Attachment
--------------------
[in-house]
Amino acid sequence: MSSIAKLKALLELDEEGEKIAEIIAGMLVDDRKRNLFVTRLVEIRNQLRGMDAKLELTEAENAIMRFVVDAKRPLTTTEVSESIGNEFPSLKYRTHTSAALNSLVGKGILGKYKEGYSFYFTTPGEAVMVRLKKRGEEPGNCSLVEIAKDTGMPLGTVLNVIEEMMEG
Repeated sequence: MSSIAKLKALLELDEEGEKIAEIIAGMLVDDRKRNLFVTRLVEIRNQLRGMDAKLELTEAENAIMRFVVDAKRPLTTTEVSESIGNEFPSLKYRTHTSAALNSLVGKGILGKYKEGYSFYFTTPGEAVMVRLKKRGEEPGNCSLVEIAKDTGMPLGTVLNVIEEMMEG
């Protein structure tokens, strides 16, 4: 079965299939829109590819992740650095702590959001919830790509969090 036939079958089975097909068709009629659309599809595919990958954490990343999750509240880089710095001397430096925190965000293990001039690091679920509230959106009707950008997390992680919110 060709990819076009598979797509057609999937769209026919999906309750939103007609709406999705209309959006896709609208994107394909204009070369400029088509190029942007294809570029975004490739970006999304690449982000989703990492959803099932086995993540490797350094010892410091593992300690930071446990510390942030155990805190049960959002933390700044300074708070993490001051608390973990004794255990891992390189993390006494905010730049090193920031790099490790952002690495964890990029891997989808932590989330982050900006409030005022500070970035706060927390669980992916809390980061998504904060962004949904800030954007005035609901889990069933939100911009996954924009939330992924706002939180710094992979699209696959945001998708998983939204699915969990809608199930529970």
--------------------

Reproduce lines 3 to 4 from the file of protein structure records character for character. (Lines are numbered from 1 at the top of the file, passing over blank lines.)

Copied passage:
Repeated sequence: MSSIAKLKALLELDEEGEKIAEIIAGMLVDDRKRNLFVTRLVEIRNQLRGMDAKLELTEAENAIMRFVVDAKRPLTTTEVSESIGNEFPSLKYRTHTSAALNSLVGKGILGKYKEGYSFYFTTPGEAVMVRLKKRGEEPGNCSLVEIAKDTGMPLGTVLNVIEEMMEG
């Protein structure tokens, strides 16, 4: 079965299939829109590819992740650095702590959001919830790509969090 036939079958089975097909068709009629659309599809595919990958954490990343999750509240880089710095001397430096925190965000293990001039690091679920509230959106009707950008997390992680919110 060709990819076009598979797509057609999937769209026919999906309750939103007609709406999705209309959006896709609208994107394909204009070369400029088509190029942007294809570029975004490739970006999304690449982000989703990492959803099932086995993540490797350094010892410091593992300690930071446990510390942030155990805190049960959002933390700044300074708070993490001051608390973990004794255990891992390189993390006494905010730049090193920031790099490790952002690495964890990029891997989808932590989330982050900006409030005022500070970035706060927390669980992916809390980061998504904060962004949904800030954007005035609901889990069933939100911009996954924009939330992924706002939180710094992979699209696959945001998708998983939204699915969990809608199930529970």